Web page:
My kids persuaded me to change address. This means that I will make a little break again in blogging – painting, cleaning, sorting, packing, unpacking… Please give me a week or two! 


Andalusian holidays (4)

To finish with the reporting on our Andalusian holidays…. We went south, first to Jerez de la Frontera. Jerez, Xeres… the name has some Arabic origins, شريش , Sherrish … which in English has become Sherry. The city is full of bodegas, with famous names. I really enjoy a glass of “fino”, which is the driest and palest of the sherries. Of course, sherry wine may be more known in its darker, heavier, sweeter versions.
Jerez is also known for its horses and is the home of the "Royal Andalusian School of Equestrian Art". The origins are related to the Domecq family - sherry wine, horses, bulls…. I’m not a bullfight fan, but I once watched bullfighting on horses, where two brothers of the Domecq family performed. It’s amazing in its art. You are not allowed to take photos during the horse show, “How the Andalusian horses dance”, but here are some pictures from the school surroundings.   
Jerez also claims to be the capital of the flamenco. I was once taken to a shady looking place in the suburbs of Jerez by a local friend. At 3 in the morning, the place was full of the locals, dancing,  playing, singing… my best flamenco experience so far - tears of joy!
Here are some pictures of the cathedral, the alcazar…

We then continued to Cadiz. Passing by Trocadero we entered the city via the two year old Pepa Bridge (see top picture), a bit longer and higher than the Golden Gate Bridge. There is hardly anything left of the Trocadero fortress which used to provide defense for Cadiz and where the French won a battle in 1823, which gave the name to the Paris Trocadéro.  

Cadiz was founded already some 1100 years BC and is considered to be the most ancient city still standing in western Europe. Cadiz has of course been an important port during centuries – Columbus used the port for his second and fourth voyages - and the city and its port became, especially for its trade with the Americas, a target for Spain’s enemies, particularly the British. 



Andalusian holidays (3)

So, for the third time, we went to see Granada and Alhambra. It’s worth it and we thought especially of the kids – something to remember. Once more, I ask you to revert to a previous post. By the way, if you wish to visit Alhambra, don’t forget to book in advance or line up at six in the morning!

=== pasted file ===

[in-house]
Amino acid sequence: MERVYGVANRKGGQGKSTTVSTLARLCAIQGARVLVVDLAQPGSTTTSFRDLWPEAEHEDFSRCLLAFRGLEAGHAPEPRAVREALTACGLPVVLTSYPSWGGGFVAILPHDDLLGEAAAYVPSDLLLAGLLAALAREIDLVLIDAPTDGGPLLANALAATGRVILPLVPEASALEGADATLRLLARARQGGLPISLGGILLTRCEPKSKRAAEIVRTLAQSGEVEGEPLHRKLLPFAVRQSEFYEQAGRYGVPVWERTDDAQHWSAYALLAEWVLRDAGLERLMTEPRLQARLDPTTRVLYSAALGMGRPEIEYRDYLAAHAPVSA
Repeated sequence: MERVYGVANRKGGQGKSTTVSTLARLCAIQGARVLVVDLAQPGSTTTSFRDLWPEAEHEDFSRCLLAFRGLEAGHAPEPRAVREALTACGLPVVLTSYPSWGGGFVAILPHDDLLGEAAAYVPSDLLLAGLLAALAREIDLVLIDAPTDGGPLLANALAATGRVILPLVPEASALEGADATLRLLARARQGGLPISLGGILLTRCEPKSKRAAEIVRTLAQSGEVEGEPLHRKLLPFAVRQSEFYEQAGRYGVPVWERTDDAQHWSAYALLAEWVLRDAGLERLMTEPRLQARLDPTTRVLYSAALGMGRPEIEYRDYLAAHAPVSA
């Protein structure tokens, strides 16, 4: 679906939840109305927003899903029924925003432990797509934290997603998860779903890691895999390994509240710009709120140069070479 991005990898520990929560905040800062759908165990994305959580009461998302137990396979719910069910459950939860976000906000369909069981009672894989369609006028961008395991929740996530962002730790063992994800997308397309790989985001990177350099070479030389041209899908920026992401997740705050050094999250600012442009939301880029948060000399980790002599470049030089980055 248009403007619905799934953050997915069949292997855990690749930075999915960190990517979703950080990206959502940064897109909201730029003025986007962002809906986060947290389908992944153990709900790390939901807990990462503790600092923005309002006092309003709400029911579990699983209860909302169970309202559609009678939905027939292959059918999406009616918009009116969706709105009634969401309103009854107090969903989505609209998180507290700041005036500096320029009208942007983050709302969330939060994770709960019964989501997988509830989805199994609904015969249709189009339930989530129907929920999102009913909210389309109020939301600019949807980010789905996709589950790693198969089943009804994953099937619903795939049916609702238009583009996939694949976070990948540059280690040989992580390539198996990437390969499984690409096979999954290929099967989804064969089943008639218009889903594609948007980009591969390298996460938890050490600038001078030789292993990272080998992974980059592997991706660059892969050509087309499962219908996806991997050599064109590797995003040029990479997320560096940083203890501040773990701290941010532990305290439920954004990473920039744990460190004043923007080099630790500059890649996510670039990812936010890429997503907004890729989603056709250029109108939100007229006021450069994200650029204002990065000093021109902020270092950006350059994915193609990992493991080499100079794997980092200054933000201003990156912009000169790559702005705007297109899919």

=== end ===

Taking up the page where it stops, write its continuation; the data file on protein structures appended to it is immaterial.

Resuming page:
Andalusian holidays (2)

The house which we had rented (see preceding post) was quite close to Sevilla, but even closer to Carmona, another ancient city, but much less touristy – referred to as Carmo during the times of Julius Caesar. We went quite often for shopping, for tapas…

It was also time to once more visit Cordoba, actually our third family visit - here is a proof, Stéphanie, my daughter, in 2000, 2011 and 2017.

The place, especially known for its Great Mosque, transformed into a Catholic Cathedral, is definitely worth several visits. (See also my previous post here and the top photo.)  


Andalusian holidays (1)

With the kids and the grand-kids, we once more rented a house for our summer holidays, this year again quite close to Sevilla. I already posted about Sevilla in 2011 (see here and here), so I’m not going to write any long stories, just show some pictures of the wonderful Andalusia and – to start with - of Sevilla. There is a little bit more to come about other places we visited.

The house we rented was just fabulous!

Here some pictures from Sevilla, the town hall, the cathedral …

… the Alcazar, the Plaza de Toros…

… the Plaza d’Espana (also top picture) and the famous flamenco bar, Casa Anselma (even a little “selfie” with Anselma herself) an institution in the Triana district on the other side of the Guadalquivir river.